Destroying confidential data for public and private sector organisations is helping Advanced Digital Dynamics thrive. Suzan Uzel met operations director Julie Pickersgill.
JULIE Pickersgill is a self-confessed workaholic.
While today, as operations director at IT distributor Advanced Digital Dynamics (ADD), she can often be found checking her emails at 11 o’clock at night and 5 o’clock in the morning, her driven nature first showed its face at the tender age of 16.
Pickersgill went to work at retailer Burton Menswear in Leeds, initially as a summer job during the school holidays.
She had intended to go on to college to study business, but the lure of a wage and the thrill of being in a working environment were too much to resist.
The Leeds-born youngster stayed on at the shop and in just two and a half years worked her way up from stockroom charge hand to one of the company’s youngster supervisors at the age of 18, managing a 25-strong team, all of whom were older than her.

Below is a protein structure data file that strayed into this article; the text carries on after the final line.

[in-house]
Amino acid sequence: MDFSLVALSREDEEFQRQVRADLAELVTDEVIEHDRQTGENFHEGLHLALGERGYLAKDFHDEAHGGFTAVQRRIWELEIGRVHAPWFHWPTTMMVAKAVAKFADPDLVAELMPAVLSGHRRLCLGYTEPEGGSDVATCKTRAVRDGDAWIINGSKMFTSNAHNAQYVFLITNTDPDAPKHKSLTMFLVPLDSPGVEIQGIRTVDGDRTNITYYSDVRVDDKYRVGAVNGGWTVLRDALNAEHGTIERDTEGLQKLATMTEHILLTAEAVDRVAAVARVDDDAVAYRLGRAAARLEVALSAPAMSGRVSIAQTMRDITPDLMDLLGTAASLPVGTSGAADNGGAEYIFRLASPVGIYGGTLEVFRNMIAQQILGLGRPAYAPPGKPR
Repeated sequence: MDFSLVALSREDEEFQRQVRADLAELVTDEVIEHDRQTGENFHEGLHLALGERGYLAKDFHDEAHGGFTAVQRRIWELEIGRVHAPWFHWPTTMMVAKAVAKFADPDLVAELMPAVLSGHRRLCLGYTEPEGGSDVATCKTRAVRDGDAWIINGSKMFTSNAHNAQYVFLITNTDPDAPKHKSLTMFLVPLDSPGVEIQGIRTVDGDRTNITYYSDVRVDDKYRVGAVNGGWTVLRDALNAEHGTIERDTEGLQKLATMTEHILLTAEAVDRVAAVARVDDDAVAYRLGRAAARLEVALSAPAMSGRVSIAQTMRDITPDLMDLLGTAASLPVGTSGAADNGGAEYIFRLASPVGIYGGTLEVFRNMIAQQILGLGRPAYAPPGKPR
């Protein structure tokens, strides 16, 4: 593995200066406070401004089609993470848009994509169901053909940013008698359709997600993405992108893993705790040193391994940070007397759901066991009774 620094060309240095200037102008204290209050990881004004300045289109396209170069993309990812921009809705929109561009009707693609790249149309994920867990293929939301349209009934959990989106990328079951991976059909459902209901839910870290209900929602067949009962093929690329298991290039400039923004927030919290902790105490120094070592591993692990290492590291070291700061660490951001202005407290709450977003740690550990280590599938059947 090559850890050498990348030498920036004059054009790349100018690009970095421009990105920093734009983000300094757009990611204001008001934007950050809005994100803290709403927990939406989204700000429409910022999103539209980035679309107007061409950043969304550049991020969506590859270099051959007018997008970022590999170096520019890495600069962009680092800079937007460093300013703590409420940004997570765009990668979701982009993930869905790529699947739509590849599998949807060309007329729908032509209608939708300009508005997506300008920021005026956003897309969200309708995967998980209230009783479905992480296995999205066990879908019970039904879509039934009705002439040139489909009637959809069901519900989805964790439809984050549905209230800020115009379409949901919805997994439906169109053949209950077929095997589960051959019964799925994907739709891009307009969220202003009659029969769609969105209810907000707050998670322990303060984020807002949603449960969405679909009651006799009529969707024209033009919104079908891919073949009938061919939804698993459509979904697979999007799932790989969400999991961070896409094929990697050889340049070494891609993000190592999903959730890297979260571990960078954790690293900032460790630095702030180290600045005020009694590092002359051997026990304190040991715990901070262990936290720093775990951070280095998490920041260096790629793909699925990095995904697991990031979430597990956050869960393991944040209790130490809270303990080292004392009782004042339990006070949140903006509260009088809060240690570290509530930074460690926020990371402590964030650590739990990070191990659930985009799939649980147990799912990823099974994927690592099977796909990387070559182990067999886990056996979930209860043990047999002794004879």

After meeting her ex-husband and having three children, Pickersgill took a break from work, later returning to retail via an evening checkout job at Asda, the Leeds-headquartered supermarket chain. “It was just basically to get me out of the house and have adult conversation if you like as opposed to toddler speak,” she recalled.
But this led to a full-time job as beers, wines and spirits manager, and she moved up the ranks to the position of fresh food team leader, clocking up 15 years in total at Asda.